how does N-channel level shifter simplifies driving from logic

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Joined Nov 3, 2008
so u mean by using n-channel mosfet in this way, it simplifies the gate drive of p-channel for a high voltage...and also to provide enough current to flow to the gate of p-channel.


Joined Jan 18, 2008
I am not sure what you mean by simplify. Running the gate directly form the logic chip is simple, but simple may not work.

What I listed are some considerations for you as the designer. To get more detailed than that, we would need more information on your circuit. Particularly, what is the voltage provided to the P-mosfet source? I assume it is considerably higher than the logic supply.

The main issue, however, is probably the current capability of the logic circuit. Gates of big mosfets can have instantaneous turn-on/off currents of amperes.



Joined May 16, 2005
In addition to potential problems with incompatible voltages, the o/p will be inverted if we run the P-MOSFET directly from the logic. P-channel devices conduct when the gate goes low.


Joined Jan 18, 2008
That depends on what you want do do, doesn't it?

I am running a small P-mosfet (STS5PF20V) directly from a PIC MCU (200 ohm gate resistor for current limiting and a pull-up resistor for startup). It has a logic-level gate and stays off because its gate is held high by the PIC. Of course, I couldn't do that so simply, if the mosfet source was at 20 volts. John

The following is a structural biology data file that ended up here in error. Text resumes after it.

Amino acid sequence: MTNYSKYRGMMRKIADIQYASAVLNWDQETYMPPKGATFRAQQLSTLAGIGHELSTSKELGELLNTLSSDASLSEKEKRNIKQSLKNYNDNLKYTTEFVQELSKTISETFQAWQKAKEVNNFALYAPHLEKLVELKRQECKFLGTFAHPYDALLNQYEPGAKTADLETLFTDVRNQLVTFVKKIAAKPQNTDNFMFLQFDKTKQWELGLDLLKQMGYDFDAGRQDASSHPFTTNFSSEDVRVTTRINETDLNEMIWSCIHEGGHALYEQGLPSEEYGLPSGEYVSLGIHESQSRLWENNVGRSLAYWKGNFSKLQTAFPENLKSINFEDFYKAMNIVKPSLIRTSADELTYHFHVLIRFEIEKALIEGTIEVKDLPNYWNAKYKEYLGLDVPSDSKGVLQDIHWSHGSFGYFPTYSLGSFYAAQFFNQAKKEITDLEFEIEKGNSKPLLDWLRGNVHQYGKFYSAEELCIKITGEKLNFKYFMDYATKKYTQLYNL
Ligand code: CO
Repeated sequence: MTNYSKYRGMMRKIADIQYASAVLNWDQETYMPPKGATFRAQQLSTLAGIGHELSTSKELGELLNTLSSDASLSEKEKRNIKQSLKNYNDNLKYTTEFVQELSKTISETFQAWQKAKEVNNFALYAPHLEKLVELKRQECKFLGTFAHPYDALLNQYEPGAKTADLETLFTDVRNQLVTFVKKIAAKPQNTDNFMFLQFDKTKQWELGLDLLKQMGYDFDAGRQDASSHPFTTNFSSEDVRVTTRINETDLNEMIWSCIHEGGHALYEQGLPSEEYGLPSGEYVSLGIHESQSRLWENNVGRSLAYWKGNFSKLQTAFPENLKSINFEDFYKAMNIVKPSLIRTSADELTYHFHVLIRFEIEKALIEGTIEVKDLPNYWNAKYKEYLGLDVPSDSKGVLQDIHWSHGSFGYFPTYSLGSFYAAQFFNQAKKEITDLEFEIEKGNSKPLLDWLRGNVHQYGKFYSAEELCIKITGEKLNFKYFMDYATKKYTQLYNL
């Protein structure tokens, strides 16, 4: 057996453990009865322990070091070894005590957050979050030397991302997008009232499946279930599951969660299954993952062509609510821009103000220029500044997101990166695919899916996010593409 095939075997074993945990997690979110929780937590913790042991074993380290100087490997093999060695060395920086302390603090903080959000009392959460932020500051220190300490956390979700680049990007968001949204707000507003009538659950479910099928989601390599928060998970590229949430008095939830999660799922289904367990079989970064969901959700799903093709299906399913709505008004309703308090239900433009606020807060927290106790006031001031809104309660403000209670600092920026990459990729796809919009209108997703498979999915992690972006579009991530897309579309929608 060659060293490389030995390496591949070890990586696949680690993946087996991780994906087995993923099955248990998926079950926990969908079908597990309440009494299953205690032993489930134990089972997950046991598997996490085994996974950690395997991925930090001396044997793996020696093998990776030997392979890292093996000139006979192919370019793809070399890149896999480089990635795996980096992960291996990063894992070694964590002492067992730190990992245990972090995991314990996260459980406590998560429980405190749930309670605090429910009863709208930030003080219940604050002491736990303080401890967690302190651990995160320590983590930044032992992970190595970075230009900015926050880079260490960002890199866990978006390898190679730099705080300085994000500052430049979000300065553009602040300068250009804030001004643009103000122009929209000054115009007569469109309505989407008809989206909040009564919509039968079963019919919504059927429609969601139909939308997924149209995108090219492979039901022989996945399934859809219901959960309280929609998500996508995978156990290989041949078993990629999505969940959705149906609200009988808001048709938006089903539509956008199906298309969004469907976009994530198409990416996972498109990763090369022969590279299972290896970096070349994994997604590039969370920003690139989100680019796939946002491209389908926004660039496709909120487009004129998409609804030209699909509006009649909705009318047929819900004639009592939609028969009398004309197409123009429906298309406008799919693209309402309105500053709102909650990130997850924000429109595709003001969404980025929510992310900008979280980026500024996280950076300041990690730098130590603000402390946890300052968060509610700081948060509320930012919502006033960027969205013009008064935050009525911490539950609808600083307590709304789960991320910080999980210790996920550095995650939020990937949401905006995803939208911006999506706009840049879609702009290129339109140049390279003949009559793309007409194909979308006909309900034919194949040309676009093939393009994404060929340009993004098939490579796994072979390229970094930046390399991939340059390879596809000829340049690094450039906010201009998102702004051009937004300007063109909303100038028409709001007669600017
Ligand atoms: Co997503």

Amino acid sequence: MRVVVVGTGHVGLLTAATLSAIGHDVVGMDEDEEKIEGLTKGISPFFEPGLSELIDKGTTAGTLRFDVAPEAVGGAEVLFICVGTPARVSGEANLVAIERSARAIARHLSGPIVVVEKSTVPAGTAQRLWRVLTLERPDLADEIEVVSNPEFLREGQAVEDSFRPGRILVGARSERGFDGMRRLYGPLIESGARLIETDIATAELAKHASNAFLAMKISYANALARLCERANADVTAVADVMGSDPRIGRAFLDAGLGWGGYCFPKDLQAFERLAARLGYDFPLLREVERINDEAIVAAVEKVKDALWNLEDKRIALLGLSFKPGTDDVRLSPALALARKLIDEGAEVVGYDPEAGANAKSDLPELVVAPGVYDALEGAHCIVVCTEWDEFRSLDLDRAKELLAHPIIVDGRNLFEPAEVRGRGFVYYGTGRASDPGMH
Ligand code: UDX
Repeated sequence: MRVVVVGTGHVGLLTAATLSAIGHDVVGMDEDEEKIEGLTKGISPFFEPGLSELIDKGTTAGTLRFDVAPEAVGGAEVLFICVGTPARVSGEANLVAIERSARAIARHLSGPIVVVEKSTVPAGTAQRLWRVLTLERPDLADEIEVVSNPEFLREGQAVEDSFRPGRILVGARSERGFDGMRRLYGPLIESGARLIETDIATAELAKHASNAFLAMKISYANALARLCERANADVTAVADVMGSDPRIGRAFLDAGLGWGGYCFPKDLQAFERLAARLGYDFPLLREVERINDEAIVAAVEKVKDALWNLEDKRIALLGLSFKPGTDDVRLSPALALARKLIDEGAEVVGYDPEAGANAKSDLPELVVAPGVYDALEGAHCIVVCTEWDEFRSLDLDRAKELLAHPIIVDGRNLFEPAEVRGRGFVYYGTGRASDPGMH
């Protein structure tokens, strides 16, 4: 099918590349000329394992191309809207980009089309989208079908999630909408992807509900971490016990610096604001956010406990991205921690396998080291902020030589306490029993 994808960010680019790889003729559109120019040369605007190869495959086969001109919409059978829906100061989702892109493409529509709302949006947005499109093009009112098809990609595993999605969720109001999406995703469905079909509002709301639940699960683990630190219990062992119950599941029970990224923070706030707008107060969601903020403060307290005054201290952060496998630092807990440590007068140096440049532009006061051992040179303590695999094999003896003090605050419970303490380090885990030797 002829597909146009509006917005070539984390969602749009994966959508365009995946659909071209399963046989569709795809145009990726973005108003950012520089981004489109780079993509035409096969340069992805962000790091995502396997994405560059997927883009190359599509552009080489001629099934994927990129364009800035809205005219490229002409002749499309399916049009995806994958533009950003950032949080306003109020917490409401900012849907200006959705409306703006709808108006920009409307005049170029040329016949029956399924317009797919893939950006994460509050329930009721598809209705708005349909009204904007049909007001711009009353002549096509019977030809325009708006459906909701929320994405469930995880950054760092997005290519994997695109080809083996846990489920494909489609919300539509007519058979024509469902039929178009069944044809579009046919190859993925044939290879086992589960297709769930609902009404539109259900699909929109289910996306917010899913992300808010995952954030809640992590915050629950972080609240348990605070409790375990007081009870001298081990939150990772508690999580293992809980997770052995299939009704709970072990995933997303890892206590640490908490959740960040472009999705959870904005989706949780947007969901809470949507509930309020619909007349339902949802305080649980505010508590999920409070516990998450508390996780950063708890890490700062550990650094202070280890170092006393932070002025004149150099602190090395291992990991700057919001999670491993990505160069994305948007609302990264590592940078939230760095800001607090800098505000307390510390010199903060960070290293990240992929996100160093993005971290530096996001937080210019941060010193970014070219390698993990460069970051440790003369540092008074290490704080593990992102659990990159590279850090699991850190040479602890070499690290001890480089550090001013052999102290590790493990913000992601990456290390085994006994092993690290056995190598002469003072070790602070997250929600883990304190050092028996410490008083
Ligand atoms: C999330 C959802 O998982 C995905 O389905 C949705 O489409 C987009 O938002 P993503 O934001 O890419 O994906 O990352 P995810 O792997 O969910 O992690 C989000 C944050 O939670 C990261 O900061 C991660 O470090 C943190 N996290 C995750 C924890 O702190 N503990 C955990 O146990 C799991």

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at last i found a forum discussing about level shifter for driving high side MOSFET..
I wanna use this scheme for my buck converter. but im quite confused with the value of each component. how can i calculate each R and zener?



Joined Jul 17, 2007
Have a look in here:
P-channel MOSFET drivers are discussed starting on page 18, but the whole document is recommended reading.

You would really be better off using an N-ch MOSFET and a high-side driver. The selection of P-ch MOSFETs is much more limited than for N-ch, and the main reason for doing so is that for all other parameters being equivalent, P-channel MOSFETs have 2.5 times the total gate charge requirement than N-ch MOSFETs do.

You might find the attached interesting; I'm using a common 555 timer IC as a high-side driver for an N-ch MOSFET and current regulator for a couple of LEDs. It's about 85% efficient in the configuration shown, which isn't bad at all.


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